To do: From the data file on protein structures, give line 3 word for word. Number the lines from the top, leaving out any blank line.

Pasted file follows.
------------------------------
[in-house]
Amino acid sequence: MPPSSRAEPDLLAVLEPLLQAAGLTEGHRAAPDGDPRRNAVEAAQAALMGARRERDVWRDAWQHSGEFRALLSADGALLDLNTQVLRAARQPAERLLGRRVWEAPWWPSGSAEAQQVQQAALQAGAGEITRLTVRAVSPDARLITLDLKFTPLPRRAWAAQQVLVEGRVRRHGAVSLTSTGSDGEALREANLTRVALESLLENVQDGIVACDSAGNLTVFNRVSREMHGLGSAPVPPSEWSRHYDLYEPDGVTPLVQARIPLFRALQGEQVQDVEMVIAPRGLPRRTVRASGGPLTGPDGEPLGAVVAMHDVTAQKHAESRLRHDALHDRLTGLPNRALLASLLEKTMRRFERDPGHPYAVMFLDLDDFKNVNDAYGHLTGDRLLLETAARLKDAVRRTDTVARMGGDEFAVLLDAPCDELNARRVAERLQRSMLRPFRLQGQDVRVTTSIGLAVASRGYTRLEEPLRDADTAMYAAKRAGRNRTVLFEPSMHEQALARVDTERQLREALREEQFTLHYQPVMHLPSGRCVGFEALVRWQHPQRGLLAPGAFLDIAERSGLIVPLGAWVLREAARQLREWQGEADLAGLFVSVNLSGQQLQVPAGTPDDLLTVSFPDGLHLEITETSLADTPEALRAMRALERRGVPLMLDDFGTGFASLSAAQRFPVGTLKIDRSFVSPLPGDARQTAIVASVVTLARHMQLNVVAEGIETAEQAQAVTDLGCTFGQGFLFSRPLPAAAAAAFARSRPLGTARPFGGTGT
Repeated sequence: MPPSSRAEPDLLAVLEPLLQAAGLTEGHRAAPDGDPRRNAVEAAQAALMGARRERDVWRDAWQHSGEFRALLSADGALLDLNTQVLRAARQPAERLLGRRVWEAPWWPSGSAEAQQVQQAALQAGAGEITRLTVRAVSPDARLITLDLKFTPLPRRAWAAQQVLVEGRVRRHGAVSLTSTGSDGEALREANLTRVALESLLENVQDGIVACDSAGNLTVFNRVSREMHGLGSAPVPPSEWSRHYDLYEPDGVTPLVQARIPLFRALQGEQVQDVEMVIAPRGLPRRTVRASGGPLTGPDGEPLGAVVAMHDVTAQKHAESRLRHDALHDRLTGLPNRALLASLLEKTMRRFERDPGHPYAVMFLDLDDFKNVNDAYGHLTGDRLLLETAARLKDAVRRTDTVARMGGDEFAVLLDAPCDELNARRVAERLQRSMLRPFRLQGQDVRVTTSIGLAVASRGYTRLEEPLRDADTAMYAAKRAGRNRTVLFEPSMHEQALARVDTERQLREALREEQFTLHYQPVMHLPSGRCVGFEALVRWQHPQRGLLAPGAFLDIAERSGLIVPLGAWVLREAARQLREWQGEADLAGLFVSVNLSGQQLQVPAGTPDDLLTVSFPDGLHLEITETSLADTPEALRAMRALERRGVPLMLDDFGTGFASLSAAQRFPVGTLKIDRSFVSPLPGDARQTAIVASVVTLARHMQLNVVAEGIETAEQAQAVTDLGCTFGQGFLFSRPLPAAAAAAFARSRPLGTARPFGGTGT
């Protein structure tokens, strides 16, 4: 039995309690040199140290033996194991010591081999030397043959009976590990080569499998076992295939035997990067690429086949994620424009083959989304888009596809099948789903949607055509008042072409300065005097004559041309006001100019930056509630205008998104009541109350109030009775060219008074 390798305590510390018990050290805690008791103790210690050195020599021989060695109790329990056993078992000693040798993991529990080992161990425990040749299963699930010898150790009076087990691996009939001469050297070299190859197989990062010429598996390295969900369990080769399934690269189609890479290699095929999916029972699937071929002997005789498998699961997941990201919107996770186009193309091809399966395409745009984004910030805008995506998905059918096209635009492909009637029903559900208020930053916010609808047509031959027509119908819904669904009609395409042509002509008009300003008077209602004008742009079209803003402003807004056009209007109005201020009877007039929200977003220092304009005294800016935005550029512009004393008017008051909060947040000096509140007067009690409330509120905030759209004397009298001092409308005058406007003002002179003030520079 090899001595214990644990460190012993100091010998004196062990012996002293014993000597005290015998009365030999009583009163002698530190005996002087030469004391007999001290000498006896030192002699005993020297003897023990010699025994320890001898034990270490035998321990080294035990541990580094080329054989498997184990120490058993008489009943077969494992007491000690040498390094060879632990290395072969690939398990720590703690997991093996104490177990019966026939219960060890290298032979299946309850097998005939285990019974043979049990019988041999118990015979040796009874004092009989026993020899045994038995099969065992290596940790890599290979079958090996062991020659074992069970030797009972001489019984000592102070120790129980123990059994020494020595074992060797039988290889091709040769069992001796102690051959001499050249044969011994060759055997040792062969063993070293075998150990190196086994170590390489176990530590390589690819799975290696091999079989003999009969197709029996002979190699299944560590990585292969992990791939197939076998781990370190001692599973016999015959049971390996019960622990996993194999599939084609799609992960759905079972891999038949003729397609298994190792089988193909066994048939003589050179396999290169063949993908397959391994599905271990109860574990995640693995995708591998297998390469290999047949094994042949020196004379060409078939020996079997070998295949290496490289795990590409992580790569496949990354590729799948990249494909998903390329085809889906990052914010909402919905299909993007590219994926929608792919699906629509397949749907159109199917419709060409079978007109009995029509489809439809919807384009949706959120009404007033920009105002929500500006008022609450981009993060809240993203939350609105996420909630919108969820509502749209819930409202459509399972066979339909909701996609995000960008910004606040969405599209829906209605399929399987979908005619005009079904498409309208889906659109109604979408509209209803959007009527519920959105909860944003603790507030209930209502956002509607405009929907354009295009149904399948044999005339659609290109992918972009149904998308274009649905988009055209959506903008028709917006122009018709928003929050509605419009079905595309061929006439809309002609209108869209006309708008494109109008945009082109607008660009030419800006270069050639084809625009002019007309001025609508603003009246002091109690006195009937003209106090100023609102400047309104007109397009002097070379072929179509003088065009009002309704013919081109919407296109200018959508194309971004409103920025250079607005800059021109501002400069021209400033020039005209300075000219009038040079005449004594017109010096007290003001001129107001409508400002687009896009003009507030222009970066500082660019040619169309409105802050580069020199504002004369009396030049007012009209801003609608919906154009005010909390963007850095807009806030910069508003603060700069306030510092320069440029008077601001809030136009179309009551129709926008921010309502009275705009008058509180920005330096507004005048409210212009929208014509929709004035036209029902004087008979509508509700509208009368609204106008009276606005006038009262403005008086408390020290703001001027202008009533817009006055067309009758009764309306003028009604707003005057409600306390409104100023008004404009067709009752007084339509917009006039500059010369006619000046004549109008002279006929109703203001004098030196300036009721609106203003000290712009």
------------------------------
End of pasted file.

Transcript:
Repeated sequence: MPPSSRAEPDLLAVLEPLLQAAGLTEGHRAAPDGDPRRNAVEAAQAALMGARRERDVWRDAWQHSGEFRALLSADGALLDLNTQVLRAARQPAERLLGRRVWEAPWWPSGSAEAQQVQQAALQAGAGEITRLTVRAVSPDARLITLDLKFTPLPRRAWAAQQVLVEGRVRRHGAVSLTSTGSDGEALREANLTRVALESLLENVQDGIVACDSAGNLTVFNRVSREMHGLGSAPVPPSEWSRHYDLYEPDGVTPLVQARIPLFRALQGEQVQDVEMVIAPRGLPRRTVRASGGPLTGPDGEPLGAVVAMHDVTAQKHAESRLRHDALHDRLTGLPNRALLASLLEKTMRRFERDPGHPYAVMFLDLDDFKNVNDAYGHLTGDRLLLETAARLKDAVRRTDTVARMGGDEFAVLLDAPCDELNARRVAERLQRSMLRPFRLQGQDVRVTTSIGLAVASRGYTRLEEPLRDADTAMYAAKRAGRNRTVLFEPSMHEQALARVDTERQLREALREEQFTLHYQPVMHLPSGRCVGFEALVRWQHPQRGLLAPGAFLDIAERSGLIVPLGAWVLREAARQLREWQGEADLAGLFVSVNLSGQQLQVPAGTPDDLLTVSFPDGLHLEITETSLADTPEALRAMRALERRGVPLMLDDFGTGFASLSAAQRFPVGTLKIDRSFVSPLPGDARQTAIVASVVTLARHMQLNVVAEGIETAEQAQAVTDLGCTFGQGFLFSRPLPAAAAAAFARSRPLGTARPFGGTGT